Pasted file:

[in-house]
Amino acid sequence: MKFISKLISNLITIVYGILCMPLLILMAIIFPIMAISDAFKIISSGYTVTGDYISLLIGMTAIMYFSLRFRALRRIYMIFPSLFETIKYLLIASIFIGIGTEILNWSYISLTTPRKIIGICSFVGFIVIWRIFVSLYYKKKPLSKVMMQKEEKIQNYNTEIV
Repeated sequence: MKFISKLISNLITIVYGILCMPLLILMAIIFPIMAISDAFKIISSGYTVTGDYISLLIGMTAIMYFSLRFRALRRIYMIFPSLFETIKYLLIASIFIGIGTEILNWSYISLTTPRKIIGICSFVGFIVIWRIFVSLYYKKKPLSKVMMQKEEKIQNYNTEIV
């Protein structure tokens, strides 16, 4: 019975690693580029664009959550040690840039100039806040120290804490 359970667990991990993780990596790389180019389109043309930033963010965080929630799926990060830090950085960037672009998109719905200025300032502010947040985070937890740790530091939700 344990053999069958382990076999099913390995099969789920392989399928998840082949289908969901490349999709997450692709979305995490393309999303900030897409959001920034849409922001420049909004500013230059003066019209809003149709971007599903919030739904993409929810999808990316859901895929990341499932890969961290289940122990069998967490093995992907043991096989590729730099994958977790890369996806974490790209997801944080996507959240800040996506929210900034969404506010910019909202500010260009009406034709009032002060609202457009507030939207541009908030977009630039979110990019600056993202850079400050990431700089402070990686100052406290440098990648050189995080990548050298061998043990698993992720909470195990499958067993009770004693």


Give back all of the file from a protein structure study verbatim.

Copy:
[in-house]
Amino acid sequence: MKFISKLISNLITIVYGILCMPLLILMAIIFPIMAISDAFKIISSGYTVTGDYISLLIGMTAIMYFSLRFRALRRIYMIFPSLFETIKYLLIASIFIGIGTEILNWSYISLTTPRKIIGICSFVGFIVIWRIFVSLYYKKKPLSKVMMQKEEKIQNYNTEIV
Repeated sequence: MKFISKLISNLITIVYGILCMPLLILMAIIFPIMAISDAFKIISSGYTVTGDYISLLIGMTAIMYFSLRFRALRRIYMIFPSLFETIKYLLIASIFIGIGTEILNWSYISLTTPRKIIGICSFVGFIVIWRIFVSLYYKKKPLSKVMMQKEEKIQNYNTEIV
């Protein structure tokens, strides 16, 4: 019975690693580029664009959550040690840039100039806040120290804490 359970667990991990993780990596790389180019389109043309930033963010965080929630799926990060830090950085960037672009998109719905200025300032502010947040985070937890740790530091939700 344990053999069958382990076999099913390995099969789920392989399928998840082949289908969901490349999709997450692709979305995490393309999303900030897409959001920034849409922001420049909004500013230059003066019209809003149709971007599903919030739904993409929810999808990316859901895929990341499932890969961290289940122990069998967490093995992907043991096989590729730099994958977790890369996806974490790209997801944080996507959240800040996506929210900034969404506010910019909202500010260009009406034709009032002060609202457009507030939207541009908030977009630039979110990019600056993202850079400050990431700089402070990686100052406290440098990648050189995080990548050298061998043990698993992720909470195990499958067993009770004693």